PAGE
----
Q’s With Recording Academy’s Harvey Mason Jr. On MusiCares’ COVID-19 Relief Fund

Harvey Mason Jr.
– Harvey Mason Jr.

Harvey Mason Jr., Chair and Interim President/CEO of the Recording Academy, recently checked in with Pollstar to chat about how fundraising efforts are going for MusiCares’ COVID-19 Relief Fund and the power of music to bring us together.  

The relief fund was established with an initial donation of $1 million each from both the Recording Academy and MusiCares, totaling $2 million. Recording Academy Chapters havealso pledged to fundraise  in their local communities

Music industry professionals can make initial grant requests up to $1,000 to compensate for cancelled work and to help with basic living assistance (rent or mortgage) by filing an application that includes a proof of cancellation and bookings as well as a copy of a lease agreement or mortgage statement.

When the Relief Fund was announced March 17, MusiCares invited the music community, including labels, streaming service “and anyone who is able to join,” to pitch in. 

Bill Silva Entertainment, StubHub and Universal Music Group are just a few of the music organizations that have stepped up to make major contributions. The Recording Academy and MusiCares announced March 31 that the Latin Recording Academy, Warner Music Group and City National Bank had also donated, along with support from William, Jeff, and Jennifer Gross Family Foundation, George Harrison’s Material World Foundation, the Michael Jackson Estate, Alicia Keys and She Is The Music, and Yoshiki Foundation America.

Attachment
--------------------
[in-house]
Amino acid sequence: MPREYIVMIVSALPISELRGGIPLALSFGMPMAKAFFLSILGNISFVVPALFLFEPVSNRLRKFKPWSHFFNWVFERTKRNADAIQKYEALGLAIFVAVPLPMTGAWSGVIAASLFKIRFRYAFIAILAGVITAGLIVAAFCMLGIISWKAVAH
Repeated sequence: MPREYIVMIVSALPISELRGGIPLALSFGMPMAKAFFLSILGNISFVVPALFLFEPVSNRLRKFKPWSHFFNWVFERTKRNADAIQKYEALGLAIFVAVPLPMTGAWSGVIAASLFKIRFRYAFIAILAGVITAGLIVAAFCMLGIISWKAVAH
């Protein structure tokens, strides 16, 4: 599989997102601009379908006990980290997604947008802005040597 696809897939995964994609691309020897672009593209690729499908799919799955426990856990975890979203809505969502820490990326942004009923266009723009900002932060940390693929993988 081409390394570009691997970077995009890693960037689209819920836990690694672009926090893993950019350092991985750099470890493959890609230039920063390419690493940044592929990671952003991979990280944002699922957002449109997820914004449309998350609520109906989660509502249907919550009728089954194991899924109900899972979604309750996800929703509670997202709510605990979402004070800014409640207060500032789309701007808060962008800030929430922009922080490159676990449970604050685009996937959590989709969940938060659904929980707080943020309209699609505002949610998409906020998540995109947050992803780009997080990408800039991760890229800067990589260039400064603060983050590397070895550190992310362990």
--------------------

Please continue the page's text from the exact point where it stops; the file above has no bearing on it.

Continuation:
The news followed a March 24 announcement that Amazon Music, Facebook, SiriusXM and Pandora, Spotify, TIDAL, and YouTube Music had contributed to the Relief Fund. 

Artists are helping out fellow musicians and industry professionals in a variety of ways, including Thomas Rhett releasing the song “Be A Light” (featuring Reba McEntire, Hillary Scott, Chris Tomlin and Keith Urban) on March 30 to benefit the Relief Fund and Better Than Ezra frontman Kevin Griffin raising $40,700 for MusiCares during an acoustic livestream show via Facebook on March 19. 

Harvey Mason Jr., who became the Interim President/CEO of the Recording Academy following the departure of Deborah Dugan in January, is also on the board of directors for MusiCares. 

The longtime songwriter and record producer has penned and produced songs for artists including Aretha Franklin, Michael Jackson, Luther Vandross, Elton John, Justin Bieber, Britney Spears and Justin Timberlake.  He’s also produced music for films such as “Dreamgirls,” “Pitch Perfect” and “Straight Outta Compton.”
Pollstar: When the Relief Fund was announced you invited the music community, “including labels, streaming services and anyone who is able to join us,” to help with fundraising efforts. How has the response been?